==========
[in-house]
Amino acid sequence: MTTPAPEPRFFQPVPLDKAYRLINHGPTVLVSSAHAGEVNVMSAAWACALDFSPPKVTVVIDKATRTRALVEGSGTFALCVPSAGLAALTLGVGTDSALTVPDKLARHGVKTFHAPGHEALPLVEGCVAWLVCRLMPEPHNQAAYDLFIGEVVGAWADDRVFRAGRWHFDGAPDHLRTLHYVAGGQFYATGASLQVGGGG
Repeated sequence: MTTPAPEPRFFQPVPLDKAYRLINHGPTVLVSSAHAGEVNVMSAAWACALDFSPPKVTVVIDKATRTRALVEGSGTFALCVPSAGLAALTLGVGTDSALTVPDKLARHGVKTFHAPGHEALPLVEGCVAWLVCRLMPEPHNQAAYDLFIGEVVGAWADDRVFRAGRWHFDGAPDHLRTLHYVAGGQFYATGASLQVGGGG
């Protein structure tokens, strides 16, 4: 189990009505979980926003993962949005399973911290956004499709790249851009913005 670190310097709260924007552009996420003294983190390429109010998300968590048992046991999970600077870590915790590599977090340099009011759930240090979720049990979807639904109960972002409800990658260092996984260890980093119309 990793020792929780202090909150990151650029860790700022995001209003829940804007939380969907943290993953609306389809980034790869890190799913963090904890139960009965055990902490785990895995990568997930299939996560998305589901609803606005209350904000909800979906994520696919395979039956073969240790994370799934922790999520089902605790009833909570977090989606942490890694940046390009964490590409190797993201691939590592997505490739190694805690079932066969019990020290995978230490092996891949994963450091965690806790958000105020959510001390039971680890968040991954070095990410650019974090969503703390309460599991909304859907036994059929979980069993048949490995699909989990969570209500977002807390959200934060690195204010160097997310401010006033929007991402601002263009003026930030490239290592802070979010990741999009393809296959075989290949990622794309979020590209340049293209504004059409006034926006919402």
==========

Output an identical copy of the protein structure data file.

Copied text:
[in-house]
Amino acid sequence: MTTPAPEPRFFQPVPLDKAYRLINHGPTVLVSSAHAGEVNVMSAAWACALDFSPPKVTVVIDKATRTRALVEGSGTFALCVPSAGLAALTLGVGTDSALTVPDKLARHGVKTFHAPGHEALPLVEGCVAWLVCRLMPEPHNQAAYDLFIGEVVGAWADDRVFRAGRWHFDGAPDHLRTLHYVAGGQFYATGASLQVGGGG
Repeated sequence: MTTPAPEPRFFQPVPLDKAYRLINHGPTVLVSSAHAGEVNVMSAAWACALDFSPPKVTVVIDKATRTRALVEGSGTFALCVPSAGLAALTLGVGTDSALTVPDKLARHGVKTFHAPGHEALPLVEGCVAWLVCRLMPEPHNQAAYDLFIGEVVGAWADDRVFRAGRWHFDGAPDHLRTLHYVAGGQFYATGASLQVGGGG
């Protein structure tokens, strides 16, 4: 189990009505979980926003993962949005399973911290956004499709790249851009913005 670190310097709260924007552009996420003294983190390429109010998300968590048992046991999970600077870590915790590599977090340099009011759930240090979720049990979807639904109960972002409800990658260092996984260890980093119309 990793020792929780202090909150990151650029860790700022995001209003829940804007939380969907943290993953609306389809980034790869890190799913963090904890139960009965055990902490785990895995990568997930299939996560998305589901609803606005209350904000909800979906994520696919395979039956073969240790994370799934922790999520089902605790009833909570977090989606942490890694940046390009964490590409190797993201691939590592997505490739190694805690079932066969019990020290995978230490092996891949994963450091965690806790958000105020959510001390039971680890968040991954070095990410650019974090969503703390309460599991909304859907036994059929979980069993048949490995699909989990969570209500977002807390959200934060690195204010160097997310401010006033929007991402601002263009003026930030490239290592802070979010990741999009393809296959075989290949990622794309979020590209340049293209504004059409006034926006919402």